This is going to get much, much worse before it gets better. Who did Dehaas tip off ?

    Was it the Commander of the 207th AVN ?

    Did a soldier have photographic evidence of this smuggling on her cell phone, and if so what happened to her ?

    What is the Commander’s day job when he’s not deployed or drilling as a Weekend Warrior ?

    This is going to get much, much worse before it gets better, and this is exactly where the Governor’s Office doesn’t want to go.

    Rest In Peace Michelle LaRose Clark.

  11. Jon K

    Did the state legislature, Young, Murkowski, Begich, federal and state law enforcement, and whatever federal entities oversee the national guard also drop the ball? I don’t mean to deflect blame from Parnell, just curious.

  12. Lynn Willis

    This certainly was handled poorly; however, I don’t get the impression Sean Parnell handled this at all until after the serious damage was done. For years he just kept delegating the problem away from himself and was more than content to hear from his loyal agent Katkus that everything was under control. When this kept coming back to him over time I would have thought his curiosity would have been peaked more than it was. Finally he was warned in very specific terms by some very credible sources and even then he deferred to a non-judicial entity to investigate. That effort which, in the public report of the investigation, was not very specific and didn’t result in legal prosecution or final exoneration of individuals only fueled the flames. Now with a politically motivated opposition paying very close attention, the delayed refusal to release related documents, the appearance of uncharacteristic micro- management by Parnell regarding the reversal of the firings of the officers, and that report in the Anchorage Press, a gallon of gasoline has been thrown on the fire.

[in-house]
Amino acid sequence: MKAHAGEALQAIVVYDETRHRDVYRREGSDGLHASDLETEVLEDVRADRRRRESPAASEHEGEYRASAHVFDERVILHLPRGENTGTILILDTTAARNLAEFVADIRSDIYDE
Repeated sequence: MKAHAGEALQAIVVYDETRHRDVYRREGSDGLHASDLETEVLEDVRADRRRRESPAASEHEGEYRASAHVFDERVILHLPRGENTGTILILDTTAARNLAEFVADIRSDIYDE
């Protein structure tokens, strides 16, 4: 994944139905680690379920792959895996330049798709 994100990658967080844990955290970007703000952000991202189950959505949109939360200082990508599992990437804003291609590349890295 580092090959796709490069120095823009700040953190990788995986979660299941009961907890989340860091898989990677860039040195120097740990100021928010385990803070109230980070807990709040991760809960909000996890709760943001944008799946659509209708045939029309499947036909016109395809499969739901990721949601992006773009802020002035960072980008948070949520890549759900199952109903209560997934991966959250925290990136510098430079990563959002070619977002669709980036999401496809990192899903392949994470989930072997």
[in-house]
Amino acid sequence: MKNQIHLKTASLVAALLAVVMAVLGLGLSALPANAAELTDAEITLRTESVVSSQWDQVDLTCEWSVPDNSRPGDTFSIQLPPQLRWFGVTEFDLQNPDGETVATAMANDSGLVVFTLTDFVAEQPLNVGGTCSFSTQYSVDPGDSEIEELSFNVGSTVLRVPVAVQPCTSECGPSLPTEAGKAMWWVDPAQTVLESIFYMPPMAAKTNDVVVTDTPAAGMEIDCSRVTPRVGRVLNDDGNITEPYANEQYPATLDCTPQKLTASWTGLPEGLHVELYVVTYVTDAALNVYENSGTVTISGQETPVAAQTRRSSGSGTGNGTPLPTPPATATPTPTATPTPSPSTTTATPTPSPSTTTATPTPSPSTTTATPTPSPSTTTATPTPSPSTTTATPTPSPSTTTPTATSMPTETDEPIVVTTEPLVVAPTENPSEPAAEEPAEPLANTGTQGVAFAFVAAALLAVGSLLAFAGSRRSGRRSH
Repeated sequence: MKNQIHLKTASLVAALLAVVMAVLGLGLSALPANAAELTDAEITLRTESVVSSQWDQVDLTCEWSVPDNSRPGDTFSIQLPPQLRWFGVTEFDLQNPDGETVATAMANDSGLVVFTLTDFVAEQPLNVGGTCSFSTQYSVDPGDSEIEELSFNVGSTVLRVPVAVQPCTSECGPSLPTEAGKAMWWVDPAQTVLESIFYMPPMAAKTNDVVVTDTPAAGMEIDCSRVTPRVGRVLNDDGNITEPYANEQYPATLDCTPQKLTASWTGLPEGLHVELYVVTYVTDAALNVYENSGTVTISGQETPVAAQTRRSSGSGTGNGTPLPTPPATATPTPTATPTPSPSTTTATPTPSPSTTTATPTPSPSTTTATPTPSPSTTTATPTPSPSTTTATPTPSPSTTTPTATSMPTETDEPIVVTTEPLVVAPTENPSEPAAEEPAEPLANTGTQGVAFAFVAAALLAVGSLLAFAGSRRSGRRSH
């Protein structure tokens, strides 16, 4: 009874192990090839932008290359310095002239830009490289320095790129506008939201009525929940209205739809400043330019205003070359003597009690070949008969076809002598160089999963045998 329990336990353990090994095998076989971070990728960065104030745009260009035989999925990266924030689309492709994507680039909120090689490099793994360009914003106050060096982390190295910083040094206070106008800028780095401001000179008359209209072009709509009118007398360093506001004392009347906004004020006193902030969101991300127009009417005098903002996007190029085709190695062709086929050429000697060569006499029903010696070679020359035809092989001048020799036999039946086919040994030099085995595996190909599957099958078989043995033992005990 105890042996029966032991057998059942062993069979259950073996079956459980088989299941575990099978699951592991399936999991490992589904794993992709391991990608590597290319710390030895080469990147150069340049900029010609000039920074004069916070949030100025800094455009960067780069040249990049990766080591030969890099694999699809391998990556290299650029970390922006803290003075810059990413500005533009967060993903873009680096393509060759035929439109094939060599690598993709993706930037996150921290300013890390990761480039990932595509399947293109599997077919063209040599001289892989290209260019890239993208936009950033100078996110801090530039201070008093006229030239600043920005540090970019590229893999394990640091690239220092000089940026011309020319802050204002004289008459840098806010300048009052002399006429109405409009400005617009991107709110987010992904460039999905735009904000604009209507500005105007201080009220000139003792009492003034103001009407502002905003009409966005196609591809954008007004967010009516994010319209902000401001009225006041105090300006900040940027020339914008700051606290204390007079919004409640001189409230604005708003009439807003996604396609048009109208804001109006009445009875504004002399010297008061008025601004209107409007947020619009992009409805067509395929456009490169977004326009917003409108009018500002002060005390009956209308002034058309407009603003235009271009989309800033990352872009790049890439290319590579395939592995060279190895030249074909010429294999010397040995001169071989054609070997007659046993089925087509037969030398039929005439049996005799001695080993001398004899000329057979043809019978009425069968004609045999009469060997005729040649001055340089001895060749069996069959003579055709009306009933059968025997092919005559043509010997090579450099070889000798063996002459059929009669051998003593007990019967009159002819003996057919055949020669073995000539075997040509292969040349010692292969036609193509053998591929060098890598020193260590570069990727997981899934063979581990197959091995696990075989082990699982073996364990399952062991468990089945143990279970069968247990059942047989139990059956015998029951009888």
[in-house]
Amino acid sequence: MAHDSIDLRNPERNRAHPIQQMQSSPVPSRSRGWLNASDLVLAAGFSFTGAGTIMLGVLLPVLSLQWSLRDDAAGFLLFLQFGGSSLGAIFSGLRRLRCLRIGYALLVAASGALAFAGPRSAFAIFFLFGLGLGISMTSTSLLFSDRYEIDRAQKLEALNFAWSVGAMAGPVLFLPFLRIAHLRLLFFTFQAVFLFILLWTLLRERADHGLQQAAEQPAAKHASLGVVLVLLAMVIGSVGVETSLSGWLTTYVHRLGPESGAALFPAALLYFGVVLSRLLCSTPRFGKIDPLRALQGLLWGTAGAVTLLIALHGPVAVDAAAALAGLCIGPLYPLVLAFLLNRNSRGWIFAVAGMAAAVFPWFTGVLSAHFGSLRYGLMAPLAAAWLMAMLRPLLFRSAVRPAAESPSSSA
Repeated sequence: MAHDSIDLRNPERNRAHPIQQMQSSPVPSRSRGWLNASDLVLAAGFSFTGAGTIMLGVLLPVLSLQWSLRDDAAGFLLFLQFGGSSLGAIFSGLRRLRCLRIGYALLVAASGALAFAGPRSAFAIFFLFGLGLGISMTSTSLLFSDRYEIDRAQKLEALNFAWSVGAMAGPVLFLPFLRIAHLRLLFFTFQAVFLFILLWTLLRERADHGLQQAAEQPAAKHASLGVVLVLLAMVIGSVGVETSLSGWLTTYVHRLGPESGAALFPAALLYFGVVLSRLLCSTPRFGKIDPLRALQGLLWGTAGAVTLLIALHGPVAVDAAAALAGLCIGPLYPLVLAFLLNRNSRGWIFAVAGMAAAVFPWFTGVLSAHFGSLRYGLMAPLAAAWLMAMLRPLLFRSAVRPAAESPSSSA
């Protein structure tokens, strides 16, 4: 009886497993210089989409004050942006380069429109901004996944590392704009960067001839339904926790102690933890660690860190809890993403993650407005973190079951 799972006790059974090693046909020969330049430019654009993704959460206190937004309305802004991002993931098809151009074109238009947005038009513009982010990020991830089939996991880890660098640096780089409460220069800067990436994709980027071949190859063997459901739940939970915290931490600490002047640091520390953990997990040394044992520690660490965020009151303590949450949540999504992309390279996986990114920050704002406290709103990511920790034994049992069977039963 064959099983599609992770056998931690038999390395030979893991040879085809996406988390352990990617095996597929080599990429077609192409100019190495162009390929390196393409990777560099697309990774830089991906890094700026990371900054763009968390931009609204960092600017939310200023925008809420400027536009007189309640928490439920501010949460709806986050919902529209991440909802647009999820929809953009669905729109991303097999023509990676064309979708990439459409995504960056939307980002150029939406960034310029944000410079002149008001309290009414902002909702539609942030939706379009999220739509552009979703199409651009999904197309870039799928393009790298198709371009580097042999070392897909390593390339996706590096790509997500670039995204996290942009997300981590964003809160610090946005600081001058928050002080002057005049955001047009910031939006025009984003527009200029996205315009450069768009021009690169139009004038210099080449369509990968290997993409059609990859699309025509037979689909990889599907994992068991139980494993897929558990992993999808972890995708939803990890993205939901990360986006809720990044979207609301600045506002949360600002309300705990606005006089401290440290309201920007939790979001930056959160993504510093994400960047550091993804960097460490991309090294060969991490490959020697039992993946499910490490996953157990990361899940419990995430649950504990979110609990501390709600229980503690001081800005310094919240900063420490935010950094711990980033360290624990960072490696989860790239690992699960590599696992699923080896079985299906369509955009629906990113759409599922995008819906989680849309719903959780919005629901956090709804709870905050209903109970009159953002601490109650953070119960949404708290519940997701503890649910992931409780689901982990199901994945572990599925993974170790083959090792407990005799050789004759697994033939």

Now the press senses cover up and Parnell is going learn, as have other politicians over time, not to engage in an image making contest with the folks who own the image poster printing press. Funny how seemingly little things like ignored reports of misconduct in the National Guard or that “second rate break in” of a political party headquarters forty years ago can start the dominos falling.

  13. West side voter, anchorage

    This Guard scandal is taking Parnell down. His handling of this issue has been poor. If there are reasons why he is moving so slow, so be it; however, tell the public what’s going on. This looks very bad for the governor.